Mixed for grains and higher for oilseeds.
Wheat markets attempted a rally, with tenders from Saudi Arabia and Iraq creating optimism for export sales. This didn’t last long, as the market’s calculators suggested the business would be awarded to German and Baltic wheat. Hard Red Winter (HRW) wheat remains overpriced, and cash-market premiums need to decline before they get a sniff. Informa had HRW winter acres at 33.1 million, down 807,000 acres from its estimate last month. This reduction could be bullish, but was overlooked due to export pace concerns. Implied volatility in March Soft Red Winter wheat finished at 20.66 per cent, Matif wheat was down €0.25 per tonne to €200.75/t, Black Sea wheat dropped $0.25/t to $234/t, and the ruble was up 1.85pc to $0.0151. The ruble’s movement could see an increase in Russian fob premiums, but this depends on how many paper longs are in the market versus grower length.
Corn suffered further weakness after following beans higher earlier in the session on lower-than-expected US yield results. Ethanol production for the week came in at 1.067m barrels per day, very close to last week’s figures. This was surprising, given the weakness in crude, and perceived decline in margins. Informa pegged new-crop US corn acres at 92.8m, up 3.7m from last year.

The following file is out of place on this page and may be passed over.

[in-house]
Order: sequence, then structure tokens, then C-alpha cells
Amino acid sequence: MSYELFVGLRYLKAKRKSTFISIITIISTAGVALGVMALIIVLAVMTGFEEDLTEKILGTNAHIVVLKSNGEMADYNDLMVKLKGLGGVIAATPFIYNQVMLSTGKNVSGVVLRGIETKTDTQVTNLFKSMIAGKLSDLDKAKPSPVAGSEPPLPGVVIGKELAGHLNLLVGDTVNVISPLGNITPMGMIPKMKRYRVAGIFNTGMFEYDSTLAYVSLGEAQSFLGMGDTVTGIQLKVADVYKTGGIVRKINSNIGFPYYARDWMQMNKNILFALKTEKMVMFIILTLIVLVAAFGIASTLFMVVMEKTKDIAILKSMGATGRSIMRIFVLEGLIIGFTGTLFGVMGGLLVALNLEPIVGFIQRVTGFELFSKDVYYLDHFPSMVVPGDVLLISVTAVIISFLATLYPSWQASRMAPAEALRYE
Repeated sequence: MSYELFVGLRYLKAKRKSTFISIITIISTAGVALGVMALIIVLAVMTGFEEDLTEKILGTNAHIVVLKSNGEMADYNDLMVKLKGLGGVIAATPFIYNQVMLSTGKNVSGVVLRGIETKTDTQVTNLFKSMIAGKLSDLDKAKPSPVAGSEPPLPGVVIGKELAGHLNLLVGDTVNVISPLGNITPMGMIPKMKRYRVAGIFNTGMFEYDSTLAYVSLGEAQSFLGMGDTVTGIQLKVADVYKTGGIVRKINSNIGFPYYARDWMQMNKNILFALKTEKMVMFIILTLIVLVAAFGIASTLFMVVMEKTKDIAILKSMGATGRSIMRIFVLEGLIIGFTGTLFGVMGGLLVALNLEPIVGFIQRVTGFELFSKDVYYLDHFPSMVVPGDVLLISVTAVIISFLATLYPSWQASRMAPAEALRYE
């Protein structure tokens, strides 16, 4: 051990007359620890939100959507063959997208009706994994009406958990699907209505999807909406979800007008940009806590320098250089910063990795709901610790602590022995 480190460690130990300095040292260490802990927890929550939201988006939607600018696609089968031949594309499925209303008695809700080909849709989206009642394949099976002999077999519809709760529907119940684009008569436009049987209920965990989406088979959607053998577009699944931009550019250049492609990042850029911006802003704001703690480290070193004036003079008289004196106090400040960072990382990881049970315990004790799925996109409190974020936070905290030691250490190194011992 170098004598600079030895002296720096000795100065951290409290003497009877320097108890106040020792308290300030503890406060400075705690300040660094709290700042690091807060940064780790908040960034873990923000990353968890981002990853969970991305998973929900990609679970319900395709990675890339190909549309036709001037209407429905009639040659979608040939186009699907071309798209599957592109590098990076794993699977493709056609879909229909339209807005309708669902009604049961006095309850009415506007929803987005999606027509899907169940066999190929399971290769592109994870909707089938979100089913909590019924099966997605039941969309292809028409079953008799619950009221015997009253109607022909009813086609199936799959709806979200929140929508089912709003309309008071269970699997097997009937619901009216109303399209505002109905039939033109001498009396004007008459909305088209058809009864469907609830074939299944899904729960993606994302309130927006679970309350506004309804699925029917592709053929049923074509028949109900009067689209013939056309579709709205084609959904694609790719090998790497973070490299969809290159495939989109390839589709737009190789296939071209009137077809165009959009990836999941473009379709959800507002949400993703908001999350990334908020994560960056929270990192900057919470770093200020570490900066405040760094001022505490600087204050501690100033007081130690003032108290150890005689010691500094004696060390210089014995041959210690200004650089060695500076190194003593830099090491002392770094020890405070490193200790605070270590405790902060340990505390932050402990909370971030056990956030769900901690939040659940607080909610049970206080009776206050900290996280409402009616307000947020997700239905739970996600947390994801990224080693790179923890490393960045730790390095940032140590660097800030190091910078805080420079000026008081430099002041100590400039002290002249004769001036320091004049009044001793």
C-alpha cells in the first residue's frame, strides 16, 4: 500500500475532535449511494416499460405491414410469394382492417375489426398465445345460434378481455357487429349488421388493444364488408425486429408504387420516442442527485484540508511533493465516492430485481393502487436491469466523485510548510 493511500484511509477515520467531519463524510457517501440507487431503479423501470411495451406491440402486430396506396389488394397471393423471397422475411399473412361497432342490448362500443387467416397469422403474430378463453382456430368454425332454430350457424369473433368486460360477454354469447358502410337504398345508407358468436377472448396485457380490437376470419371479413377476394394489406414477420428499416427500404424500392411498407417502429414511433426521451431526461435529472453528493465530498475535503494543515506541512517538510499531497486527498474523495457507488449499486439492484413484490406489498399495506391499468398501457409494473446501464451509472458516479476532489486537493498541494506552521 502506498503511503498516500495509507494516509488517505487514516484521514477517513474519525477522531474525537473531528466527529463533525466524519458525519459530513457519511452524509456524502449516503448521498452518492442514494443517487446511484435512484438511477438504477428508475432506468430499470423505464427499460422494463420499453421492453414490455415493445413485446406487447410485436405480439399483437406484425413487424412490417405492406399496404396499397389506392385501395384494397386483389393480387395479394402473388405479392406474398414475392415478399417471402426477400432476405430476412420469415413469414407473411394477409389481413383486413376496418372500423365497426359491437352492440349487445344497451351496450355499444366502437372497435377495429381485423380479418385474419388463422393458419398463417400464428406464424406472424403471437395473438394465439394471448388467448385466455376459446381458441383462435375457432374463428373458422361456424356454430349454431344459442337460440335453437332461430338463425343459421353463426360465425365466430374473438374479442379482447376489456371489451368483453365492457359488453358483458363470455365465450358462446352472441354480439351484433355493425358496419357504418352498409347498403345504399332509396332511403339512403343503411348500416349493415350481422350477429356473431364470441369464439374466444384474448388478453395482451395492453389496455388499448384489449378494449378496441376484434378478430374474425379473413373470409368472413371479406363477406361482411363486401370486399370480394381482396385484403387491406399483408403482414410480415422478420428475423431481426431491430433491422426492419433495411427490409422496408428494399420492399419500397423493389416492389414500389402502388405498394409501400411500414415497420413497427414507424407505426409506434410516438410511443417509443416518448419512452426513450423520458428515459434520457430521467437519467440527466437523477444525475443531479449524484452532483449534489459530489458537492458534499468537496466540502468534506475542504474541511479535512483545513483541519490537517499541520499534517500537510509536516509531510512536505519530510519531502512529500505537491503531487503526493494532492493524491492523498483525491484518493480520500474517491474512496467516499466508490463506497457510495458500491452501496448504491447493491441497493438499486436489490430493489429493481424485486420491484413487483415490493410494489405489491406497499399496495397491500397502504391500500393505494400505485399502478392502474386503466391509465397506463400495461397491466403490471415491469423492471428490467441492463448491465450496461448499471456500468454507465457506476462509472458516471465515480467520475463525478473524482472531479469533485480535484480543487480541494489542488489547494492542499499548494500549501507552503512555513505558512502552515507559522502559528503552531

Beans finished fractions higher, finding support early from positive dialogue on China-US trade. This could not be sustained, and saw the January market trade 9 cents off the daily highs. The market is running out of speculators here, so rallies are hard to sustain. Soybean meal was down $0.30/t, and soy oil was up 0.12 points. Informa brought US new-crop acres up 450,000 from its estimate last month, but this is still 5.7m acres below last year.
Aussie cash markets were slightly weaker on the east coast yesterday, with grower selling weighing on values. Western Australian prices were close to unchanged, which is making for east coast prices well under WA import parity. It seems like the harvest flow has made the market forget what supply-and-demand looks like. Eastern states will need to import more tonnes from WA. Just because there are boats on the water and local grower liquidity, it doesn’t mean the drought story is over. We don’t see current prices and spreads as being sustainable in the longer term. Weather-wise, 10-15 millimetres of rain is forecast next week for New South Wales and eastern Victoria.
Source: Lachstock Consulting